News

‘It’s a Limbo’: Grad Students, Frustrated by Harvard’s Response to Bullying Complaint, Petition for Reform

News

Community Groups Promote Vaccine Awareness Among Cambridge Residents of Color

News

Students Celebrate Upcoming Harvard-Yale Game at CEB Spirit Week

News

Harvard Epidemiologist Michael Mina Resigns, Appointed Chief Science Officer at eMed

News

Harvard Likely to Loosen Campus Covid Restrictions in the Spring, Garber Says

Harvard Researchers Find Ancient Earth Faced Severe Rainstorms Amid High Temperatures

School of Engineering and Applied Sciences researchers created an atmospheric model designed to mimic conditions when Earth was 20 to 30 degrees Fahrenheit hotter.
School of Engineering and Applied Sciences researchers created an atmospheric model designed to mimic conditions when Earth was 20 to 30 degrees Fahrenheit hotter. By Jacqueline S. Chea
By Awa D. Jasseh and Rafid M. Quayum, Contributing Writers

Earth was once inundated by episodic cycles of heavy rainstorms followed by severe droughts, according to a study published by Harvard Environmental Science and Engineering researchers in the journal Nature earlier this month.

Robin D. Wordsworth, an Environmental Science and Engineering professor at the School of Engineering and Applied Sciences, and Jacob T. Seeley, a postdoctoral fellow in Environmental Science and Engineering, co-authored the study.

Wordsworth and Seeley created an atmospheric model designed to mimic conditions when Earth was 20 to 30 degrees Fahrenheit hotter. In their simulations, the researchers increased Earth’s sea surface temperature to 130 degrees Fahrenheit, either by adding more carbon dioxide to the atmosphere or by upping the sun’s brightness by roughly 10 percent.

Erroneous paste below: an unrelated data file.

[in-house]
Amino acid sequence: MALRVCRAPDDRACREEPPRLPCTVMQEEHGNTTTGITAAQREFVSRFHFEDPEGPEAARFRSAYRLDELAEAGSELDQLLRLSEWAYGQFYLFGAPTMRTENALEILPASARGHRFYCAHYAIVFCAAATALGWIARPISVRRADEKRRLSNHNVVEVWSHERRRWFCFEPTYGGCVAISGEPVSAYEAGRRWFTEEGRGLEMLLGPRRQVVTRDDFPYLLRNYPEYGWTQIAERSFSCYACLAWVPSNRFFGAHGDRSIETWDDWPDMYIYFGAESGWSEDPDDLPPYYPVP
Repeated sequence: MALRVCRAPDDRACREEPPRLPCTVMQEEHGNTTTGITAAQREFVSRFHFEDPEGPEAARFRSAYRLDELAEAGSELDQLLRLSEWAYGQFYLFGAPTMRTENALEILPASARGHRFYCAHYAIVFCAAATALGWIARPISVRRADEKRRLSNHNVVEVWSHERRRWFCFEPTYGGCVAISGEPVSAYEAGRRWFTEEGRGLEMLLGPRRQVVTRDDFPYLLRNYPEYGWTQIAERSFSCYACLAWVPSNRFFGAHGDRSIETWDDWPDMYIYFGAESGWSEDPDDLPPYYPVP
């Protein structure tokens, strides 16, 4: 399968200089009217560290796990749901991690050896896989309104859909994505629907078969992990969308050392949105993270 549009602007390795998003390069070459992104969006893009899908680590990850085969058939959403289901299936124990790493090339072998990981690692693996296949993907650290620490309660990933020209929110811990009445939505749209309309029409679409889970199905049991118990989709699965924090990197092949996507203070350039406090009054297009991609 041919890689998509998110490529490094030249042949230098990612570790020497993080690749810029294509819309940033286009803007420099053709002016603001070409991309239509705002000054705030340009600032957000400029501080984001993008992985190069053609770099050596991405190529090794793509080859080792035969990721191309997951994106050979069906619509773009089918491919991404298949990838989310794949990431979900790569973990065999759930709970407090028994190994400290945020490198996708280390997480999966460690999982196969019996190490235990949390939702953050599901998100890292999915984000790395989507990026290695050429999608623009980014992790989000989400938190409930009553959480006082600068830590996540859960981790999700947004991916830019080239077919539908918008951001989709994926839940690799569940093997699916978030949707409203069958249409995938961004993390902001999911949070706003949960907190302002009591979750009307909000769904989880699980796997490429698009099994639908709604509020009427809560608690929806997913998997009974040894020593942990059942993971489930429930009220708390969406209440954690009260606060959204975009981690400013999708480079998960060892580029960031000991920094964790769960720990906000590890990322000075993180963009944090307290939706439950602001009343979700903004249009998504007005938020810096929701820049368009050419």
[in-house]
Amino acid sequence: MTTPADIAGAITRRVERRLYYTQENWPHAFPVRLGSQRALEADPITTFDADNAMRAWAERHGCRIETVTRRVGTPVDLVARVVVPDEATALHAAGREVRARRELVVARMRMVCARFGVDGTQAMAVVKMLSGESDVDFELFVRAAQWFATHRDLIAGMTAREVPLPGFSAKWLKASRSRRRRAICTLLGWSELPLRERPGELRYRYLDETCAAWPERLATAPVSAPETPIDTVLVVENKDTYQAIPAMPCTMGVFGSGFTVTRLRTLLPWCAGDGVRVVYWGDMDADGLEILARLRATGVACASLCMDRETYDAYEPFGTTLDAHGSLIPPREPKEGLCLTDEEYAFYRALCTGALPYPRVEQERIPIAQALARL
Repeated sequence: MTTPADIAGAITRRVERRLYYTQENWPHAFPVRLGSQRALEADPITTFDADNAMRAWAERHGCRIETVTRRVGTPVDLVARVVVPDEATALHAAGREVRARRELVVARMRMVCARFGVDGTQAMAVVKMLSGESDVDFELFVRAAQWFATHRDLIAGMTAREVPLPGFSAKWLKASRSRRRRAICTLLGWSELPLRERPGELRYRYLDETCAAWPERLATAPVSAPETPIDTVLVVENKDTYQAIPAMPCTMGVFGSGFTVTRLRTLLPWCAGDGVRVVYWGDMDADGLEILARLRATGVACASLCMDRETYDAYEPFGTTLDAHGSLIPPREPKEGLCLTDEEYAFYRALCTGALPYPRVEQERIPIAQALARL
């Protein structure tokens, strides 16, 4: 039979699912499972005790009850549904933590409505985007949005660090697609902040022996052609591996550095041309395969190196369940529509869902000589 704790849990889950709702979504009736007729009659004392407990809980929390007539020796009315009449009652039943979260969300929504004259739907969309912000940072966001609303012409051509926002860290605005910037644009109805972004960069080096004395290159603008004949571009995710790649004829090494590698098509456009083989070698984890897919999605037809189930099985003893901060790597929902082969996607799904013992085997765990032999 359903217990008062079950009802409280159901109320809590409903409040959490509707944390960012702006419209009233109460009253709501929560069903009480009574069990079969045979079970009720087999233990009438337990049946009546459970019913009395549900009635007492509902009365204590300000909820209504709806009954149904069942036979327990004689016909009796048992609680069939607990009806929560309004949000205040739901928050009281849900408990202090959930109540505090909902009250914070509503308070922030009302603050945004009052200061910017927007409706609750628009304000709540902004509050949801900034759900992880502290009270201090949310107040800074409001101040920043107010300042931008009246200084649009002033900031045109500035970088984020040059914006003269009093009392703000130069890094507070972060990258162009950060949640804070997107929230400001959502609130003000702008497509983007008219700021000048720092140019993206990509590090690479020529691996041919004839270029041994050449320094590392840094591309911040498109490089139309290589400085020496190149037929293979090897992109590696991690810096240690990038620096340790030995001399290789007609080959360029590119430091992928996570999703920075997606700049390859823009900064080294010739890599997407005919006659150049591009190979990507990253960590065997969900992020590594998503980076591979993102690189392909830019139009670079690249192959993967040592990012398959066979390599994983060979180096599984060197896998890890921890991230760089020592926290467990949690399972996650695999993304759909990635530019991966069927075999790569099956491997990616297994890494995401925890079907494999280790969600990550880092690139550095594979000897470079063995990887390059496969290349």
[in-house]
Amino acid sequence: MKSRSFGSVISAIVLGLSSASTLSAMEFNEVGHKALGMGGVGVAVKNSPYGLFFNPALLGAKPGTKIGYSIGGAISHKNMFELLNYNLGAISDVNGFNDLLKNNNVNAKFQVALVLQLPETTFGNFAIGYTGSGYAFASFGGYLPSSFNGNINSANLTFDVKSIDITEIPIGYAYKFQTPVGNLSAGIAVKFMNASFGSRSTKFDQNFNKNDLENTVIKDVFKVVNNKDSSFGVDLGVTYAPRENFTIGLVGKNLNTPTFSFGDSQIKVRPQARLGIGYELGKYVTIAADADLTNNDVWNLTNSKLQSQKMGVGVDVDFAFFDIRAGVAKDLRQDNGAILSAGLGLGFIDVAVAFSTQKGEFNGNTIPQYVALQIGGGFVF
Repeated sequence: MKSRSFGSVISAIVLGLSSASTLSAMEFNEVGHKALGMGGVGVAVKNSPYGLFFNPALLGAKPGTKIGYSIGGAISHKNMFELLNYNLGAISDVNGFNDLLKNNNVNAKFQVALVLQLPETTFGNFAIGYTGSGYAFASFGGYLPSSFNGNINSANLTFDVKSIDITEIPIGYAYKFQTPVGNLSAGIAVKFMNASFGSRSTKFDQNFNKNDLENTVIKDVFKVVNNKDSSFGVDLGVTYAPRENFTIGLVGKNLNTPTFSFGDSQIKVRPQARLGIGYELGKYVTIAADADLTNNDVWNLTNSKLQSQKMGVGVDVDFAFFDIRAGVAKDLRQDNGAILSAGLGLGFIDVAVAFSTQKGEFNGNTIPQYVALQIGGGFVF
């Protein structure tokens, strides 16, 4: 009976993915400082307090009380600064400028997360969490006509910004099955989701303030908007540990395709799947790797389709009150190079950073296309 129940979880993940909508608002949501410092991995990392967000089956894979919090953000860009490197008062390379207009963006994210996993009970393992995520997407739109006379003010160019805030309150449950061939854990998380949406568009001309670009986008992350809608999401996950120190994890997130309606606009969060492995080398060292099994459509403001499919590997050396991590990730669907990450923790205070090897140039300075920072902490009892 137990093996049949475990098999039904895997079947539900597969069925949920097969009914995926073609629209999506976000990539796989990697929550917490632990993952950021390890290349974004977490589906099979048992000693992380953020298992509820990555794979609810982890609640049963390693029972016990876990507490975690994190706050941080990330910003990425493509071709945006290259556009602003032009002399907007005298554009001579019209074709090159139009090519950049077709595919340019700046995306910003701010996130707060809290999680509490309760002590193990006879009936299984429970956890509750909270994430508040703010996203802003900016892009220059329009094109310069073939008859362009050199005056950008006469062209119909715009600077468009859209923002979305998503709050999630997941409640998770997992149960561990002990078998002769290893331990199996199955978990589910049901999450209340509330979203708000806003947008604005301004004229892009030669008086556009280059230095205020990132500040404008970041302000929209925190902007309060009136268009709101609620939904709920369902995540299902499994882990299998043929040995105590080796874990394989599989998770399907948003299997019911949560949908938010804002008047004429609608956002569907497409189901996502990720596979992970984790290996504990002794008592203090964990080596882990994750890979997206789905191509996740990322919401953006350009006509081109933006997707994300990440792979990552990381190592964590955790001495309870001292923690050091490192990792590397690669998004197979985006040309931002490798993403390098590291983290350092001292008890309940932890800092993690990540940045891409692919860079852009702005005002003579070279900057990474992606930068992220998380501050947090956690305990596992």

Under those conditions, the sunlight absorbed by atmospheric water vapor forms an “inhibition layer” that traps evaporation in the surface atmosphere. At the same time, clouds form above the inhibition layer, but their rain evaporates into the lower atmosphere before reaching the Earth. After several days, the inhibition layer evaporates, prompting severe rainfall.

After these storms, the Earth would experience several days of dry weather before the cycle repeats, according to the study.

The study has significant implications for understanding the conditions of Earth’s past as well as the conditions on exoplanets, according to Wordsworth. The conditions in the simulations help researchers understand the conditions under which a planet can produce water and sustain life.

“We were looking to go to a world that was up to 310 or 340 Kelvin,” Wordsworth said. “These conditions that are relevant to understanding Earth’s paleo climate — how climate would have behaved in the distant past — but also to exoplanets, or planets around other stars that could have a diverse range of earthlike planets.”

Wordsworth also said these simulations are beneficial towards understanding the impact of climate change in the modern era. He stressed, however, that the severe conditions of the model are far more extreme than current predictions for the impact of climate change in the coming century. Though climate change is a pressing issue, the highest estimates of temperature increases on Earth by 2100 are about 8.6 degrees Fahrenheit.

Nevertheless, Woodsworth said his study can enhance modern conceptions of the impact of climate change.

“This is also a practical motivation of doing a stress test on existing models of climate on Earth — to make our understanding of it more robust,” Woodsworth said.

Woodsworth said he believes the world must take more prompt action to curb harmful emissions and to limit the consequences of climate change.

“The political leadership is not taking the problem seriously enough, so my concern is that we’re going to go slower than we need to be going,” Woodsworth said.

Want to keep up with breaking news? Subscribe to our email newsletter.

Tags
ResearchScienceScience News